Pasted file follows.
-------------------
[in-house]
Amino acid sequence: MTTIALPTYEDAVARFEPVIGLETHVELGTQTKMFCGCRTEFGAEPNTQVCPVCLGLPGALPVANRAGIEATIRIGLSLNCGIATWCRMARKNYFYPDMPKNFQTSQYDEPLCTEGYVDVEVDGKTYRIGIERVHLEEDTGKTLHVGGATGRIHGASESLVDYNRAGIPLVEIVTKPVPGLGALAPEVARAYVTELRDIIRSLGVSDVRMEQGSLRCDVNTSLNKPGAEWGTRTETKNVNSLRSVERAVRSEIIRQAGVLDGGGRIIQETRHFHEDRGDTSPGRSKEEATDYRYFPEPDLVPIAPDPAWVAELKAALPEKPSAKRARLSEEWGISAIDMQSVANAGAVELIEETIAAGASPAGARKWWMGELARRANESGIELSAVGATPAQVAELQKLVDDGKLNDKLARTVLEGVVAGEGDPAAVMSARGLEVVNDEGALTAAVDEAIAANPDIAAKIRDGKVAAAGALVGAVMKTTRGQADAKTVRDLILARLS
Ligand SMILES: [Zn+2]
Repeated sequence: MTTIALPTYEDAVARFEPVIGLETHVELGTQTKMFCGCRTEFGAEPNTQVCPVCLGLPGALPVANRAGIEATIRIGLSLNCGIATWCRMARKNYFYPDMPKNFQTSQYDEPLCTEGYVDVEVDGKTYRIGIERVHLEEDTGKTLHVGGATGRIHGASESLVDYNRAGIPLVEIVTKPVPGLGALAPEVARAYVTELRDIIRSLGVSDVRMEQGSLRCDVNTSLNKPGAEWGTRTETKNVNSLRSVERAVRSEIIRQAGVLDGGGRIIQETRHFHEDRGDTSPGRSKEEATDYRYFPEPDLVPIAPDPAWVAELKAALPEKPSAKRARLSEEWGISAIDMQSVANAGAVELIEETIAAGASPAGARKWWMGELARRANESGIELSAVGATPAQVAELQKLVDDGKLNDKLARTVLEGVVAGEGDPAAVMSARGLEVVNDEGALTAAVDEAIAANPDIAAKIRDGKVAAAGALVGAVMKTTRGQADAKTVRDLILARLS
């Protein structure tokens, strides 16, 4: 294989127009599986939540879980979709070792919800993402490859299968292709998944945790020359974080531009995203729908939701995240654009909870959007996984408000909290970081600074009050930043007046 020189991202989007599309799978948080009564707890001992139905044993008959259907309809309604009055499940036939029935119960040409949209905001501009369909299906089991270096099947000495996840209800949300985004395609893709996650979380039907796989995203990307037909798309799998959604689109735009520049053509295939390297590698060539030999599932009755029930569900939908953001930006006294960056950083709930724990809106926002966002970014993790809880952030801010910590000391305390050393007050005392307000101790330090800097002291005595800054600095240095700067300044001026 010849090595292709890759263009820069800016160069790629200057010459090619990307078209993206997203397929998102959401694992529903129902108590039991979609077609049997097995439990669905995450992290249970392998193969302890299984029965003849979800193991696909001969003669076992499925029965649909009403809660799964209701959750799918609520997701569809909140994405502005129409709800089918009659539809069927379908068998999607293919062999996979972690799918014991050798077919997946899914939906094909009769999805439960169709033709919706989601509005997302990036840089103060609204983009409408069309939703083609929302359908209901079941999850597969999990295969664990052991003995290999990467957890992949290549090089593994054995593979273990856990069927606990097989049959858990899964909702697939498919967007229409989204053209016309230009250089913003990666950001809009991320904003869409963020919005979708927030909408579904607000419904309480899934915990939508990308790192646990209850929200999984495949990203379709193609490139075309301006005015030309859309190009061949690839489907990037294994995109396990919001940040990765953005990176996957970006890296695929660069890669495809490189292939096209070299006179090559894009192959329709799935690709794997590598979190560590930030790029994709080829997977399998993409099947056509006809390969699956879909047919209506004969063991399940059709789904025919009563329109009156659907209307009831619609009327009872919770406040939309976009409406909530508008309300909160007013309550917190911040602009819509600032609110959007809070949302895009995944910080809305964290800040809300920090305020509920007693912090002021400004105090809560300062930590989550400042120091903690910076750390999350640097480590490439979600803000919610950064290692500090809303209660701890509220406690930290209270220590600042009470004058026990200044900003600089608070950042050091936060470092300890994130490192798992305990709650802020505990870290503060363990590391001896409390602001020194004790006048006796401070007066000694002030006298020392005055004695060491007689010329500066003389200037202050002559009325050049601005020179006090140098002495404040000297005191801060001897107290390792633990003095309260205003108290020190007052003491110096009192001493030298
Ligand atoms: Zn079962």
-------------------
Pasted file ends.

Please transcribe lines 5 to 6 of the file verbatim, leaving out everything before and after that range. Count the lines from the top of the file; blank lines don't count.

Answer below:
């Protein structure tokens, strides 16, 4: 294989127009599986939540879980979709070792919800993402490859299968292709998944945790020359974080531009995203729908939701995240654009909870959007996984408000909290970081600074009050930043007046 020189991202989007599309799978948080009564707890001992139905044993008959259907309809309604009055499940036939029935119960040409949209905001501009369909299906089991270096099947000495996840209800949300985004395609893709996650979380039907796989995203990307037909798309799998959604689109735009520049053509295939390297590698060539030999599932009755029930569900939908953001930006006294960056950083709930724990809106926002966002970014993790809880952030801010910590000391305390050393007050005392307000101790330090800097002291005595800054600095240095700067300044001026 010849090595292709890759263009820069800016160069790629200057010459090619990307078209993206997203397929998102959401694992529903129902108590039991979609077609049997097995439990669905995450992290249970392998193969302890299984029965003849979800193991696909001969003669076992499925029965649909009403809660799964209701959750799918609520997701569809909140994405502005129409709800089918009659539809069927379908068998999607293919062999996979972690799918014991050798077919997946899914939906094909009769999805439960169709033709919706989601509005997302990036840089103060609204983009409408069309939703083609929302359908209901079941999850597969999990295969664990052991003995290999990467957890992949290549090089593994054995593979273990856990069927606990097989049959858990899964909702697939498919967007229409989204053209016309230009250089913003990666950001809009991320904003869409963020919005979708927030909408579904607000419904309480899934915990939508990308790192646990209850929200999984495949990203379709193609490139075309301006005015030309859309190009061949690839489907990037294994995109396990919001940040990765953005990176996957970006890296695929660069890669495809490189292939096209070299006179090559894009192959329709799935690709794997590598979190560590930030790029994709080829997977399998993409099947056509006809390969699956879909047919209506004969063991399940059709789904025919009563329109009156659907209307009831619609009327009872919770406040939309976009409406909530508008309300909160007013309550917190911040602009819509600032609110959007809070949302895009995944910080809305964290800040809300920090305020509920007693912090002021400004105090809560300062930590989550400042120091903690910076750390999350640097480590490439979600803000919610950064290692500090809303209660701890509220406690930290209270220590600042009470004058026990200044900003600089608070950042050091936060470092300890994130490192798992305990709650802020505990870290503060363990590391001896409390602001020194004790006048006796401070007066000694002030006298020392005055004695060491007689010329500066003389200037202050002559009325050049601005020179006090140098002495404040000297005191801060001897107290390792633990003095309260205003108290020190007052003491110096009192001493030298
Ligand atoms: Zn079962």